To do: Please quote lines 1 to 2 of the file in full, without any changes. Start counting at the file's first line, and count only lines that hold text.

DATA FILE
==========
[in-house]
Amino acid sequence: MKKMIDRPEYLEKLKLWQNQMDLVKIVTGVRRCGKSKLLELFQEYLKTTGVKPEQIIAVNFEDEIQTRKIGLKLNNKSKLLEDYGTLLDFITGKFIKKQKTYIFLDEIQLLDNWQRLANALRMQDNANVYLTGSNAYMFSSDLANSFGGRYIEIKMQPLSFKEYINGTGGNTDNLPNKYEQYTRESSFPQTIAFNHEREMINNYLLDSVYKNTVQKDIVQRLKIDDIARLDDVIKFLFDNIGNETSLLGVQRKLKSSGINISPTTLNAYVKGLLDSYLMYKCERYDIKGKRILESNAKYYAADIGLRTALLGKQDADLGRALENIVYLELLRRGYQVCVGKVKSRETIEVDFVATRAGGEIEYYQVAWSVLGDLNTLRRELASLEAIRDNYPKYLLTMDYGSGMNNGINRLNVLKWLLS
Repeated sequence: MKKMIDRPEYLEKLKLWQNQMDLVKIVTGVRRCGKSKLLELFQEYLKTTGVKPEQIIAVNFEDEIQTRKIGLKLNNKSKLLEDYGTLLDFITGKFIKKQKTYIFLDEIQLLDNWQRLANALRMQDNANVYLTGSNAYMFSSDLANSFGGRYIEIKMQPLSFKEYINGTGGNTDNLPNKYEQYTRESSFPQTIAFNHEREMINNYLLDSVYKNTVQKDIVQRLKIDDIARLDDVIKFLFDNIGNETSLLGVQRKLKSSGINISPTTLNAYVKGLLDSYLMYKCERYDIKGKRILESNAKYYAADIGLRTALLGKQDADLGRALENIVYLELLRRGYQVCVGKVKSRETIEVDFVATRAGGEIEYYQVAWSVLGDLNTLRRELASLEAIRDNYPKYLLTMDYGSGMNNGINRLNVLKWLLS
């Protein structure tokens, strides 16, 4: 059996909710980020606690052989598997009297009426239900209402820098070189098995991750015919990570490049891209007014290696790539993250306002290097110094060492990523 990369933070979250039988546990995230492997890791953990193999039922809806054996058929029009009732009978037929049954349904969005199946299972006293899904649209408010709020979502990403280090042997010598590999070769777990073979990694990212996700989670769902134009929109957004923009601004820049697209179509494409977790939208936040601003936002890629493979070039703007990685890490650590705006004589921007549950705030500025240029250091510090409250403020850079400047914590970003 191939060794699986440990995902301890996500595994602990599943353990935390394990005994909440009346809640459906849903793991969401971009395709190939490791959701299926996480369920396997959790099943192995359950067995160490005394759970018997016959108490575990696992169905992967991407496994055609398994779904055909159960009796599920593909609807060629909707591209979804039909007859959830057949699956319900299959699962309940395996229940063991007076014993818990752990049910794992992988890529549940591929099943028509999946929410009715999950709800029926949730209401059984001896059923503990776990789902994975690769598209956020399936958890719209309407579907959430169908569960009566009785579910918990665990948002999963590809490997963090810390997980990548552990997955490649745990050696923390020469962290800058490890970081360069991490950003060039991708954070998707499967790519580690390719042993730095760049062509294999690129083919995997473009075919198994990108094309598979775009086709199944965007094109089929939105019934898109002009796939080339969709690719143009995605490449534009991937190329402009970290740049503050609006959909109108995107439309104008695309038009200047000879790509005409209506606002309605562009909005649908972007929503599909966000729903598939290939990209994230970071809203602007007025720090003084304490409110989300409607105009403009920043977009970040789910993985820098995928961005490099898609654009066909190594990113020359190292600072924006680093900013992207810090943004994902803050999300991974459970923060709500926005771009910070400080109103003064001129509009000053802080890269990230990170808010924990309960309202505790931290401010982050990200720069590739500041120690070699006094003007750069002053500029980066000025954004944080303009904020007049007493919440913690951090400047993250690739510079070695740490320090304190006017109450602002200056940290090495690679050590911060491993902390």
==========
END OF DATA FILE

[in-house]
Amino acid sequence: MKKMIDRPEYLEKLKLWQNQMDLVKIVTGVRRCGKSKLLELFQEYLKTTGVKPEQIIAVNFEDEIQTRKIGLKLNNKSKLLEDYGTLLDFITGKFIKKQKTYIFLDEIQLLDNWQRLANALRMQDNANVYLTGSNAYMFSSDLANSFGGRYIEIKMQPLSFKEYINGTGGNTDNLPNKYEQYTRESSFPQTIAFNHEREMINNYLLDSVYKNTVQKDIVQRLKIDDIARLDDVIKFLFDNIGNETSLLGVQRKLKSSGINISPTTLNAYVKGLLDSYLMYKCERYDIKGKRILESNAKYYAADIGLRTALLGKQDADLGRALENIVYLELLRRGYQVCVGKVKSRETIEVDFVATRAGGEIEYYQVAWSVLGDLNTLRRELASLEAIRDNYPKYLLTMDYGSGMNNGINRLNVLKWLLS